“I am grateful for this opportunity on behalf of myself, Fred’s three children, Martin, Peter and Alison and my two daughters Rachel and Joanna and the rest of the family to thank all the loving wonderful friends around the world who have supported myself and Fred, including our lovely Dutch Alzheimer’s nurse Ons Epskamp and the caring, sensitive staff from Yanwath Care Home through these last difficult months. I can only say Alzheimer’s is the cruellest of diseases to destroy memory and personality. The real Fred died some time ago. Others can speak better than I can about Fred, his work, his hymn writing, his passionate belief in working to make peace.

But I can speak about Fred as a passionate husband, a loving father and grandfather, a man who loved travel, a man with a great concern for using simple good language and not abstruse, meaningless, religious, old–fashioned words and a man with a good sense of humour. Also a man who could always relate well to children and as increasingly the Alzheimer’s took over his thought processes a man who made a point of engaging with children when we were sitting on a plane, or a bus, or a train and during endless hospital visits would stoop and bend down and share a smile with a small child we might pass in a corridor.

During the Nazi Occupation of Holland the Scouts were banned, but after the war they started up again. One evening The Scoutmaster came in with his Baden Powell hat and asked all the scouts to pull out a name because scouts in England wanted to be pen-friends. Fred pulled out the name of Peter Hayward who received his first letter on Christmas Day 1946. He invited Fred to come and stay with him and his family and Fred discovered the Congregational Church, liked their democracy and after reading theology in the Netherlands came to read theology at Western College in Bristol.

Speaking of his passion for language he said he had to write simple English when he felt the need to write a hymn to illustrate a sermon, because he couldn’t find anything appropriate in the hymn-book and his understanding of the English language and its colloquialisms was still slightly limited when he first came to England. Vivian Buddle – a colleague of his when he was training at Western College in Bristol told me he came into the common room one day to find Fred poring over a book of English phrases saying he couldn’t anywhere find the meaning of ‘Blow you Jack’ whereupon Vivian told him it meant to ‘get stuffed’.

Before retiring to the Lake District we were living in Birmingham. Fred had already retired before me and I knew I was about to retire from the inner-city practice, where I was working and knew we could not possibly afford to keep our Birmingham home and the Lake District bungalow we had inherited from my parents. I was secretly longing to go to the Lakes, but had already discovered that having been born in the Netherlands Fred did not have a good head for heights and probably would want to stay in Birmingham. One day he said to me ‘Why don’t we retire to the Lake District whereupon I said ‘But you are doing it for my sake which isn’t fair. Fred then said ‘You enjoy climbing mountains. What makes you think I can’t enjoy looking at mountains’! And so we came and Fred loved it here and said it was one of the best decisions he had ever made.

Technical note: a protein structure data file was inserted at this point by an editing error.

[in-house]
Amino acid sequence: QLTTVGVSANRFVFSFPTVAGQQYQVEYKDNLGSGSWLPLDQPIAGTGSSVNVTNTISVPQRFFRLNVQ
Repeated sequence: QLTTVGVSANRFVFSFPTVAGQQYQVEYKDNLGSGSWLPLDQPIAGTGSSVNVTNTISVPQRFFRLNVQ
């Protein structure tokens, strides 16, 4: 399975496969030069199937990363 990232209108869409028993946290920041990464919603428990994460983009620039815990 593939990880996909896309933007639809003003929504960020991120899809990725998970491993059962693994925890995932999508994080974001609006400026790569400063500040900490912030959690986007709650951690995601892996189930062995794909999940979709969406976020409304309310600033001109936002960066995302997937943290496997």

I would sometimes on a lovely day go out and have a climb on my own. When I got back Fred would always ask me how I had got on. I often choose to go to a quieter mountain and would say on returning ‘I haven’t seen a soul all day’ to which Fred would ask me ‘What does a soul look like?’

I don’t know what a soul looks like either. Fred always felt that life was in the here and now and I do not believe in life after death, but all I can say is that whatever soul means I hope a bit of Fred’s soul can live on in you, as it does in me, remaining a precious part of me.

In Fred’s words:

Pray that at the end of living
of philosphies and creeds,
God will find his people busy
Planting trees and sewing seeds.

It has been good to share this day in London with you all and to hear Jack again. Fred felt so at one with all that PCN stands for and aspires to.”
Anthea Kaan
24.10.09

Fred Kaan, hymn writer and PCN adviser, dies

PCN mourns the loss of a much respected adviser

It is with great sadness that PCN marks the passing of a longstanding and much valued member of the Network.  Fred Kaan was probably best known as the writer of some of the finest contemporary progressive hymnody in English; something he began when he just couldn’t find the hymns he needed in the existing books. Social justice is central to them, and to his understanding of the gospel. Born in Holland, his adolescence coincided with the Nazi occupation of that country, and internationalism was another theme close to his heart. In a varied career he worked in Geneva as General Secretary for the Alliance of Reformed Churches, in Plymouth and in Swindon. In the 1990s he was Secretary of the Churches’ Human Rights Forum.  He was a very early member of PCN Britain and served us as one of three honorary advisers.  His wife Anthea spoke elequently about her husband at the recent Jack Spong day conference at St James’s Piccadilly, and gave us the photograph below, taken by Mark Howard.  (click download button)